The Yosemite Unified School District has recently shown it can pay its bills for the current year (2013-2014) and for the next two fiscal years while maintaining the state recommended minimum 3% reserve.
A three-pronged approach has been used to bring the district to its current 'positive' certification according to district Chief Business Officer and Assistant Superintendent Jim Monreal.
The three-prong approach includes, one: Every expense is scrutinized and prioritized; two: Staff has been restructured reflecting the need for less staff as student populations have dwindled; and three: long term debt has been refinanced with interest only payments being made for the next four years.
The previous 'qualified' certifications (beginning with the second interim financial report for 2011-2012 through the first interim report for 2013-2014) meant the district might not have been able to meet current and two subsequent years' budgets, along with carrying a 3% reserve, explained Monreal who has been at the helm of the YUSD business office since December, 2012. Student enrollment in the district has followed a downward spiral over the past five years. Enrollment in 2008-2009 was 2,364; in 2009-2010, 2,112 students were enrolled, a drop of 252 students.
In 2010-2011, 1,961 students were enrolled, a drop of 151 students from the previous year. In 2011-2012, 1,885 students were enrolled, a drop of 76 students; in 2012-2013 enrollment was 1,769 with a loss of another 116 students. In 2013-2014, there were 1,741 students enrolled, showing a loss of another 28 students.
"Revenue is tied to students in seats," said Monreal. "The state gives schools a specific dollar amount for each student in attendance so even though 1,741 students were enrolled in 2013-2014, the Average Daily Attendance (ADA) rate is currently at 1,637 and it is this rate which determines YUSD's revenue from the state."
For the first time in 40 years, the state has rewritten the calculation of revenue generation.
It is now compiled under the Local Control Funding Formula (LCFF). There are still questions about the budget impact the change to the new Local Control Funding Formula (LCFF) will have.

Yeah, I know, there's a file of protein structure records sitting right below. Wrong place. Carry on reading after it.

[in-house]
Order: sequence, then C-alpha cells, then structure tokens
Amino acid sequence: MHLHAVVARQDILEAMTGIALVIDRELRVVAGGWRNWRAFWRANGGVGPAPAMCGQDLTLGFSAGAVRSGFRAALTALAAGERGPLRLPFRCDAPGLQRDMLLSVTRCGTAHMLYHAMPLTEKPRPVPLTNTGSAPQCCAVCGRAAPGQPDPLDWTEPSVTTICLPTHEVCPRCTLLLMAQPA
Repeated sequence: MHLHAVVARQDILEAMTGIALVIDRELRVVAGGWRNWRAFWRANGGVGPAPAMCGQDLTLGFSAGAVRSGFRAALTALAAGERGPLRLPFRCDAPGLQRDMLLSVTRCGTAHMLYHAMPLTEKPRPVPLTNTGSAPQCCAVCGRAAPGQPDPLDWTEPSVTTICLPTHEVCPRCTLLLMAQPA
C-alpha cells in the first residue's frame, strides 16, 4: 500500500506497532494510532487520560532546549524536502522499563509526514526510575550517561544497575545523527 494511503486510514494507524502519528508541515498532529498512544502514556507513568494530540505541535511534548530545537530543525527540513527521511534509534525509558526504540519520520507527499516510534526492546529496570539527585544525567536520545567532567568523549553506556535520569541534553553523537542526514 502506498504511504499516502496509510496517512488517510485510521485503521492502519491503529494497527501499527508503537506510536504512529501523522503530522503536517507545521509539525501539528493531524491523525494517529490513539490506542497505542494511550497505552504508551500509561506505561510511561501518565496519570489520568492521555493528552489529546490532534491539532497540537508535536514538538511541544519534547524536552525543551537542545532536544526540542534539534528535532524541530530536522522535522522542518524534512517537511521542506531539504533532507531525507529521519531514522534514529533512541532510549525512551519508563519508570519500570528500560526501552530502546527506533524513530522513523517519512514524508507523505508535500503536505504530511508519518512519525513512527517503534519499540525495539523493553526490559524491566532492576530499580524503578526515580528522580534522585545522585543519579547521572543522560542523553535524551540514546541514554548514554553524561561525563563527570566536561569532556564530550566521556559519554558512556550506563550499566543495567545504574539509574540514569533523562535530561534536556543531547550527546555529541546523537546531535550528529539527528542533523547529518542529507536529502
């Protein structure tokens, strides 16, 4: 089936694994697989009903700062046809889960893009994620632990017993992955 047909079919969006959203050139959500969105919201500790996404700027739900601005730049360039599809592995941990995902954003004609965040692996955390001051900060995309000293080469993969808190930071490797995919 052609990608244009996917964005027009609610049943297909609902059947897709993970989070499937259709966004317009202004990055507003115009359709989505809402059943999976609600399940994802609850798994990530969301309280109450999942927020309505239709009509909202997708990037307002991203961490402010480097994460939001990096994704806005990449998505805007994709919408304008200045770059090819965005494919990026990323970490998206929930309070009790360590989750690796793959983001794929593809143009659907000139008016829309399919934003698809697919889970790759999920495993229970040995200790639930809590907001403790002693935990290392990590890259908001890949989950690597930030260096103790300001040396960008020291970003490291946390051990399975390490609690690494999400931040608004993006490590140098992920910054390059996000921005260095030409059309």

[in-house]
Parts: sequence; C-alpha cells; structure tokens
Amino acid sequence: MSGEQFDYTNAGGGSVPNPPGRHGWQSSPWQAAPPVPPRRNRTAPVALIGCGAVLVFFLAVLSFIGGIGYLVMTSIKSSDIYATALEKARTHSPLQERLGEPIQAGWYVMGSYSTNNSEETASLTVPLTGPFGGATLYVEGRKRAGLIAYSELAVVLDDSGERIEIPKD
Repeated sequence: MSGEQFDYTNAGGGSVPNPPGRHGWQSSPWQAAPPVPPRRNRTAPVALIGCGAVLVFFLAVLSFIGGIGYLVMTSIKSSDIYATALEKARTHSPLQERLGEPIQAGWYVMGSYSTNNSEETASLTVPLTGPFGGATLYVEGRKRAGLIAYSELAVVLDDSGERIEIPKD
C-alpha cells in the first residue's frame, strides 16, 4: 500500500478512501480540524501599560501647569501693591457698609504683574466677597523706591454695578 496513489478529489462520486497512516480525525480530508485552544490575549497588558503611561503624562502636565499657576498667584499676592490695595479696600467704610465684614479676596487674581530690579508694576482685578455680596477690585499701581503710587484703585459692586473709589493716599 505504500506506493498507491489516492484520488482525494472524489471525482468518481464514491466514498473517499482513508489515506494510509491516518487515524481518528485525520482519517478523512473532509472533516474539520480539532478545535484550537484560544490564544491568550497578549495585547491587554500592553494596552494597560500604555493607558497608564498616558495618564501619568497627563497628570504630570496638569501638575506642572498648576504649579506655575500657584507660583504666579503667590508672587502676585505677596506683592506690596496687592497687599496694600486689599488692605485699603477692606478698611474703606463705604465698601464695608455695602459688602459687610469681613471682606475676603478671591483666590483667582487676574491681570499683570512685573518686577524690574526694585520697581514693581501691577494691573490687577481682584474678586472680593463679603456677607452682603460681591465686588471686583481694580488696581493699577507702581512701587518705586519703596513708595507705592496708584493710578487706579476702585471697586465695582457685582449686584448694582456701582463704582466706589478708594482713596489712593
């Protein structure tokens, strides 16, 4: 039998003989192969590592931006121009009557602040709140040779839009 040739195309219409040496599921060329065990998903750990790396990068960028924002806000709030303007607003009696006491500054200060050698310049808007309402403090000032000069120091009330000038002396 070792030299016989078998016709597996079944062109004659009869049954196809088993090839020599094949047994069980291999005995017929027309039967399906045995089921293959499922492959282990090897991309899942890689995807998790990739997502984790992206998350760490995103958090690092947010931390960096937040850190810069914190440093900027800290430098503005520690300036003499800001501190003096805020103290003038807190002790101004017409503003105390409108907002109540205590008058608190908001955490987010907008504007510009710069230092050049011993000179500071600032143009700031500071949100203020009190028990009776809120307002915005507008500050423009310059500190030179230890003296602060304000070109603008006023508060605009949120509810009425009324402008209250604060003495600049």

This funding formula determines the state's distribution of resources to schools based on a base grant per unit of ADA with additional concentration grants and supplemental funds allocated based on the proportion of English language learner and free and reduced-price meal eligible students, according to Governor Brown's 2013-14 budget summary.
In addition, to the decline in enrollment and the resulting decline in ADA, the district has been deficit spending, dipping into its reserves.
The YUSD board has charged the district to reduce deficit spending in the district. Over the last five years this deficit spending had gone from $381,962 in 2010-11, to $828,005 in 2011-12, to $996,425 in 2012-13 and is projected to be $243,741 in 2013-14.
Also adding to not only YUSD's budget woes but to those of districts up and down the state is the state's deferred payment of funds to schools.
This caused districts including YUSD to have to borrow funds to meet current obligations and to have to pay interest on those borrowed funds. "If the state continues to give us back (deferred funds) and to fund us, we may be able to meet the board's goal of eliminating deficit spending," Monreal said.